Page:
Most fidget spinners that have good ratings and are eligible for Prime shipping cost around $13, though we found a few models priced for $6.99 and $7.99 that are also good for Prime’s two-day delivery. If you need one-day shipping, be ready to pay $10 or more extra.

But before going with an Amazon Prime order, be aware of a few things. First, you might be paying more than you need to: We saw the same fidget spinners for $13 with Amazon Prime available from some third-party sellers for $6 to $10, with shipping included—the only difference being that delivery would be a week or so later. Second, be sure items are listed as “in stock.” We found that many spinners eligible for Prime delivery wouldn’t actually be in stock for a few days, so that would obviously delay when they would arrive. Third, in some cases, the most expedient and cost-effective method is to go with the Amazon Locker option, in which Amazon will ship your purchase for free to one of its Locker pickup locations—perhaps at a college or 7-Eleven near your home or office.

Walmart-owned Jet.com is another good option for fast shipping on fidget spinners, which come in a variety of colors and materials starting at $8.98 for one, or $26.98 for three. Bear in mind, however, that two-day shipping is free on Jet.com orders only if you reach the minimum-purchase threshold of $35.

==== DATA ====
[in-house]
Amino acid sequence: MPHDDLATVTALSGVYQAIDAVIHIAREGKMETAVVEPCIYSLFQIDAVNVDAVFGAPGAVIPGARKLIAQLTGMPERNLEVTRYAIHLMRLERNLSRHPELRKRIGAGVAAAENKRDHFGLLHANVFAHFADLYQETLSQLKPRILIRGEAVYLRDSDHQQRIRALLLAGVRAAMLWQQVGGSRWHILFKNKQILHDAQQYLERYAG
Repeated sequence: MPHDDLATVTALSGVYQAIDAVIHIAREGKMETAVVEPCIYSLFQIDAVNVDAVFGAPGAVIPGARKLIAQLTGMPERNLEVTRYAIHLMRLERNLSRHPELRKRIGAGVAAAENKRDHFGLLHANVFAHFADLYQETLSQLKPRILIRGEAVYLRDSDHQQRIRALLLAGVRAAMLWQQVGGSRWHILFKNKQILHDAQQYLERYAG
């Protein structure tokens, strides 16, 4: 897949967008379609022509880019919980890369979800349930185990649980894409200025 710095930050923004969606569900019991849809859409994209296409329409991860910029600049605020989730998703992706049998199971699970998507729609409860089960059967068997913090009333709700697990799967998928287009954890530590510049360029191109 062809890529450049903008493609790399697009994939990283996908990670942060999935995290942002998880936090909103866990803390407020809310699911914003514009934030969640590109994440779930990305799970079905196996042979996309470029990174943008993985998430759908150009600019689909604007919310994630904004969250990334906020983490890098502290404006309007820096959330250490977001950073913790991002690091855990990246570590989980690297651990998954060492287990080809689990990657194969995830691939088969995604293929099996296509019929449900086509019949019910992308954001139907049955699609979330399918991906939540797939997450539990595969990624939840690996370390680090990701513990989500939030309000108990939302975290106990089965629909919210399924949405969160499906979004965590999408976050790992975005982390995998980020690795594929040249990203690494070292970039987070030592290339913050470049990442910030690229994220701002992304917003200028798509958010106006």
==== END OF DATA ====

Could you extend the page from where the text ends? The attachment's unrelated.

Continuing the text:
Stores Where You Can Buy Fidget Spinners

If the pleading for spinners in your house has reached the point that you need one now—or yesterday—then it’s time to find a physical store that actually has them in stock. For the most part, fidget spinners are not yet regularly on the shelves at stores where you might normally buy toys, like Walmart, Target, or Toys R Us.

The Learning Express chain of toy stores, however, is calling itself “Your Fidget HQ” and boasts an ample supply of spinners. The selection includes metallic, glow-in-the-dark, and standard fidget spinners, and prices are generally $19.99 apiece. Sales have been brisk, so it’s wise to call your local Learning Express store to check on what they have in stock or order one in advance for pickup.

The Five Below discount retail chain says that its stores have spinners for only $5, but supplies are limited and vary by location. Also, where spinners are in stock, Five Below may limit customers to buying only one per visit. Many other independent toy stores have spinners too, so stop in or give them a call to see what they have on hand. Finally, while it’s hit or miss, fidget spinners have been popping up at many drugstores and convenience stores around the country. So it’s worth looking at your local Walgreens, 7-Eleven, or CVS, where spinner prices are generally around $10.

Where to Find Different Kinds of Fidget Spinners

If you want to go off the deep end and explore every unusual and obscure variety of spinner under the sun, have fun browsing at Etsy, Amazon, and eBay, which return over 5,000, 30,000, and 50,000 results, respectively, for “fidget spinner” searches.

To list but a few of the more atypical options, Amazon has brass hexagon spinners, multi-color heptagon spinners, star-shaped quinary spinners, and Chinese porcelain spinners. Over at Etsy, you’ll find spinners made of gorgeous hardwood or designed with ninja themes, and more. The sellers at eBay are offering spinners that might be built with pennies, look like Batman weapons, or feature design etchings ranging from “Crusader” to something resembling a wolf with eyes that glow.

Nobody said that this toy craze, or any phenomenon like this, is supposed to make sense.